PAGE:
The Mirror Empire: Worldbreaker Saga 1
by Kameron Hurley
Cover Artist: Richard Anderson
Review by Benjamin Wald
Angry Robot Paperback ISBN/ITEM#: 9780857665560
Date: 26 August 2014 List Price $14.99 Amazon US / Amazon UK
Kameron Hurley made waves with her debut trilogy of SF novels, which was distinguished by its innovative and thoughtful approach to violence, religion, gender, and prejudice. With her new epic fantasy series, Hurley has shown that she is no one trick pony. The Mirror Empire is a fresh, vigorous, and gripping entrant into the epic fantasy genre, able to stand toe-to-toe with any of the heavyweight series out there.
The novel follows characters in three very different societies. The Dhai live in a small and generally peaceful country surrounded by more aggressive neighbors. Former slaves, the Dhai have established a decentralized nation centered around large family groupings with minimal government. They are polyamorous, with group marriages the norm, and by the far the most egalitarian social system of the any of the nations in the novel. They are, in many ways, a Utopian society, although Hurley is careful to show the many petty feuds and hardships that still exist. This contrasts sharply with the Siduan, a warlike nation where succession in the government is determined by whoever can murder the previous leader, called the Patron, and a corp of assassins to serve and protect the Patron. Rhea, also an aggressive nation, is a strict and repressive matriarchy, with most men killed as children and the few who live owned as property, and its also a slave state, with the Dhai who did not escape to their own nation as slave labor, many of whom live in camps when not pressed into service for the harvest or other labor intensive projects. Each of these three nations is wonderfully realized, showcasing Hurley's ability to explore the consequences of different social systems in distressingly realistic detail.
The plot focuses on a catastrophe that threatens all three nations. In the world of The Mirror Empire, some individuals can wield incredible powers by channeling the power of the satellites, three stars that each grant a specific domain of influence. Those who channel Tira can effect living things, twisting plants and animals to serve as weapons or tools and healing injuries. Those attuned to Para can manipulate the air, either to build or to destroy. Sina is associated with death and with the soul. Only one of these satellites is ascendant at a time, granting its powers to those sensitive to it, with those attuned to the other two satellites greatly weakened until their star becomes ascendant again. But now, after centuries, the fourth satellite, Oma, is rising again, bringing with it a cyclical catastrophe that threatens to destroy all three nations, and granting those attuned to Oma strange powers that they will need to harness to defend against the coming catastrophe.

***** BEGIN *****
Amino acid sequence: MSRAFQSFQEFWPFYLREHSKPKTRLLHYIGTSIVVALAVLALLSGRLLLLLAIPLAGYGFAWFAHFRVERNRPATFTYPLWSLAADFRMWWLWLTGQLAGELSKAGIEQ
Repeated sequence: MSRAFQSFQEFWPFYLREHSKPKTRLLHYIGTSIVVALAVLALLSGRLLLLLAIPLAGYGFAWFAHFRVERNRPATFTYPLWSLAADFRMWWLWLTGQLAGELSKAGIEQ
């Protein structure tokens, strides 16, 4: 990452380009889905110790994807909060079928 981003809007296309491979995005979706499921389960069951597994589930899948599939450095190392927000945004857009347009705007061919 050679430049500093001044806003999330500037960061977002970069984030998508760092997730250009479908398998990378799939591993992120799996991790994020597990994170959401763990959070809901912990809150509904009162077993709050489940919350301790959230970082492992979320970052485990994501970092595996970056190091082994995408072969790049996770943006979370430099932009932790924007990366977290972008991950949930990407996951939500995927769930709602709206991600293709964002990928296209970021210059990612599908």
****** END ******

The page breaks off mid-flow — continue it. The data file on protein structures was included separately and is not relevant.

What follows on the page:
One of the things I love about this novel is how it constantly explores and confounds the clichés of the epic fantasy genre. For example, the stock character of such novels is the farm boy who wishes for a quiet life but is destined for greatness. In The Mirror Empire, Roh is a young boy who longs for adventure and greatness, but who the seers have prophesied will die as a farmer, a fate he strives to escape. There is a young woman who is taken away by a mysterious stranger, but rather than allow herself to be carted around, she consistently strives to exert her agency, sometimes successfully, sometimes with tragic results. This never feels forced, these characters are integral to the story and are not just included to confound clichés, but the avoidance of clichés is an added pleasure to this excellently written work.
The Mirror Empire, like Hurley's earlier work, thoughtfully engages with both violence and gender. The Dhai, for instance, have seven genders, while the Siduan have three, and in both societies there are those who fail to fit any of the available categories. In creating the Rhea, with their extreme matriarchy and oppression of men, Hurley avoids the pitfall of making this a simple reversal of patriarchy--it is every bit as oppressive, but in its own way that feels authentic while still engaging with the issue of sexism in general. As for violence, while the action scenes are every bit as thrilling as anything in fantasy today, Hurley is also always willing to interrogate the cost of violence. Violence is never glamorized, and the struggles experienced by the normally peaceful Dhai as they are forced to prepare for war, and the fear that this will destroy what is so valuable in the society they have established, is one of the most successful elements of the novel.
I cannot recommend this novel highly enough. My only regret is that I must now wait for the next volume to see where Hurley goes next. The Mirror Empire has it all--compelling characters, gripping plot, thoughtful examination of major themes, and intricate world building. I can't wait to see what happens next.